The GLAM sector (galleries, libraries, archives and museums) are spending a lot of time digitising collections and making digital material available online. But while more and more people are accessing these collections, they are not necessarily creating interesting digital outputs from those collections. Students in universities are using online material more and more (some never, or rarely, setting foot in physical libraries and archives) but their ‘research outputs’ still tend toward essays and articles – the print paradigm – rather than creative, scholarly digital outputs. More broadly, communities search, post, tweet and pin digital collections; but how much do they mix, mash, re-use and remix?
I propose a discussion session exploring some of these issues in more detail. Some questions we can consider:
- do you agree with the paragraph above?
- how can we better support teaching and learning activities so the outputs are truly digital, rather than just digital versions of prior (paper based) activity?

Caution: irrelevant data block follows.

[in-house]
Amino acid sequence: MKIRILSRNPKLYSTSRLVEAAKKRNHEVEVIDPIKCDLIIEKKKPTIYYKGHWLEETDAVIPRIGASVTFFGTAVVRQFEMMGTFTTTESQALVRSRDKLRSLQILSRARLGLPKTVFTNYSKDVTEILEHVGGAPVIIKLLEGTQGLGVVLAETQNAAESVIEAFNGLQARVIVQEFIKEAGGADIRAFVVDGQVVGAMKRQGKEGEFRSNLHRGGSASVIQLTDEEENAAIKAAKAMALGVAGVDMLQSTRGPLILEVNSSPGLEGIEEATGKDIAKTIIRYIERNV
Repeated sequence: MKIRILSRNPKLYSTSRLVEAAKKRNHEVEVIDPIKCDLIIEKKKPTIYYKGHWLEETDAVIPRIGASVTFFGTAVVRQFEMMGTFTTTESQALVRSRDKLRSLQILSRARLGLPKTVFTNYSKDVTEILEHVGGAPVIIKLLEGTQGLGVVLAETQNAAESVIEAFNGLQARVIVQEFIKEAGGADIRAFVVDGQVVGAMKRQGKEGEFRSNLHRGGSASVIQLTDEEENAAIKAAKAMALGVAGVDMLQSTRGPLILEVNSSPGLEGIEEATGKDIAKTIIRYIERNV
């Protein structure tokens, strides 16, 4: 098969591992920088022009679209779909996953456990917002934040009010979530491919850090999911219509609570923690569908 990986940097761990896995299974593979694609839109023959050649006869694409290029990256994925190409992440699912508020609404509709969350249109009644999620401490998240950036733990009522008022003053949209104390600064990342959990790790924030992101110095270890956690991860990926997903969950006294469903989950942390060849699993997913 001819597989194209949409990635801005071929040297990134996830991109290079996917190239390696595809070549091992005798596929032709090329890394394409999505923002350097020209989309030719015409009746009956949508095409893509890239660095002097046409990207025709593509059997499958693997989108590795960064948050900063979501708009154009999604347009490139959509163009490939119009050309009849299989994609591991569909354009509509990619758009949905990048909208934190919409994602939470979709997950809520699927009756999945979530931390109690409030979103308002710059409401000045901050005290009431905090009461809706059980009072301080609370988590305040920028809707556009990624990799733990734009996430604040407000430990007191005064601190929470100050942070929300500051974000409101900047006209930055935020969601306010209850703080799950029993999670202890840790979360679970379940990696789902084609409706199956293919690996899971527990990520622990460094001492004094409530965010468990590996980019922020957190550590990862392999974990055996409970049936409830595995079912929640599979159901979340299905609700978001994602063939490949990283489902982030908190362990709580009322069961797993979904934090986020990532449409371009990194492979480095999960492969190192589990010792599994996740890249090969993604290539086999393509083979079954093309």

- are online collections presented and disseminated in a way which supports/encourages this sort of work?
- if not, what needs to be done to better support this work?
- what about more focus on digital interactions with physical collections, rather than ‘traditional’ interactions with digital collections?
Overall, what can we do to move away from people doing basic stuff with digital collections, to people doing interesting digital stuff with all sorts of collections?